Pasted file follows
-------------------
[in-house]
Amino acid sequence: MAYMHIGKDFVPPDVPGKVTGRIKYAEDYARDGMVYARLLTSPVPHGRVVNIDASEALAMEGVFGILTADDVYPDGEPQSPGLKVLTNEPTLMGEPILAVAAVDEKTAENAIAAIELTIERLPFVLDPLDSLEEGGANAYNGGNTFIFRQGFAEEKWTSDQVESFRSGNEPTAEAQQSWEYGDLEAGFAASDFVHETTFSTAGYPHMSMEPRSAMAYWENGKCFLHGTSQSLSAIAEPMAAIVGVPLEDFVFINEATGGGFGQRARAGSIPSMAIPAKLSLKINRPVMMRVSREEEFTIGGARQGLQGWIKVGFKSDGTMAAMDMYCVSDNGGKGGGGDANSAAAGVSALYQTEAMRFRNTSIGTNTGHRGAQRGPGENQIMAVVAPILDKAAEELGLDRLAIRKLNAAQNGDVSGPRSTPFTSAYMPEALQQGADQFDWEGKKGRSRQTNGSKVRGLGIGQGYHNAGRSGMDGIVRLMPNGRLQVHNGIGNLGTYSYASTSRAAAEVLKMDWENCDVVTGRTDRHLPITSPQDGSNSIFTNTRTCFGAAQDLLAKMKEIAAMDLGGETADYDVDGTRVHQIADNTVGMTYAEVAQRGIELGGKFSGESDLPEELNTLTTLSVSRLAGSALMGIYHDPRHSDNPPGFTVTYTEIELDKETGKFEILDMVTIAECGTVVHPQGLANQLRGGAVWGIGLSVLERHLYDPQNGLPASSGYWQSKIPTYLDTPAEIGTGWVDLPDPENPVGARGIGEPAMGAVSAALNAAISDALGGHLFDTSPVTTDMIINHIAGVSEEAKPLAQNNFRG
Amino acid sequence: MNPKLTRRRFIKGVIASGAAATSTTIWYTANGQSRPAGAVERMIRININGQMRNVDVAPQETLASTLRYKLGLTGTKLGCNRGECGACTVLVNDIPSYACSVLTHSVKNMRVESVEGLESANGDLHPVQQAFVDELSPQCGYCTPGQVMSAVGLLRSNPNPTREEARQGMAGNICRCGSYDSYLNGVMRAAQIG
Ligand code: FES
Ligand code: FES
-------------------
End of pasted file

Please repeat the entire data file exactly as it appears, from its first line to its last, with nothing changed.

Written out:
[in-house]
Amino acid sequence: MAYMHIGKDFVPPDVPGKVTGRIKYAEDYARDGMVYARLLTSPVPHGRVVNIDASEALAMEGVFGILTADDVYPDGEPQSPGLKVLTNEPTLMGEPILAVAAVDEKTAENAIAAIELTIERLPFVLDPLDSLEEGGANAYNGGNTFIFRQGFAEEKWTSDQVESFRSGNEPTAEAQQSWEYGDLEAGFAASDFVHETTFSTAGYPHMSMEPRSAMAYWENGKCFLHGTSQSLSAIAEPMAAIVGVPLEDFVFINEATGGGFGQRARAGSIPSMAIPAKLSLKINRPVMMRVSREEEFTIGGARQGLQGWIKVGFKSDGTMAAMDMYCVSDNGGKGGGGDANSAAAGVSALYQTEAMRFRNTSIGTNTGHRGAQRGPGENQIMAVVAPILDKAAEELGLDRLAIRKLNAAQNGDVSGPRSTPFTSAYMPEALQQGADQFDWEGKKGRSRQTNGSKVRGLGIGQGYHNAGRSGMDGIVRLMPNGRLQVHNGIGNLGTYSYASTSRAAAEVLKMDWENCDVVTGRTDRHLPITSPQDGSNSIFTNTRTCFGAAQDLLAKMKEIAAMDLGGETADYDVDGTRVHQIADNTVGMTYAEVAQRGIELGGKFSGESDLPEELNTLTTLSVSRLAGSALMGIYHDPRHSDNPPGFTVTYTEIELDKETGKFEILDMVTIAECGTVVHPQGLANQLRGGAVWGIGLSVLERHLYDPQNGLPASSGYWQSKIPTYLDTPAEIGTGWVDLPDPENPVGARGIGEPAMGAVSAALNAAISDALGGHLFDTSPVTTDMIINHIAGVSEEAKPLAQNNFRG
Amino acid sequence: MNPKLTRRRFIKGVIASGAAATSTTIWYTANGQSRPAGAVERMIRININGQMRNVDVAPQETLASTLRYKLGLTGTKLGCNRGECGACTVLVNDIPSYACSVLTHSVKNMRVESVEGLESANGDLHPVQQAFVDELSPQCGYCTPGQVMSAVGLLRSNPNPTREEARQGMAGNICRCGSYDSYLNGVMRAAQIG
Ligand code: FES
Ligand code: FES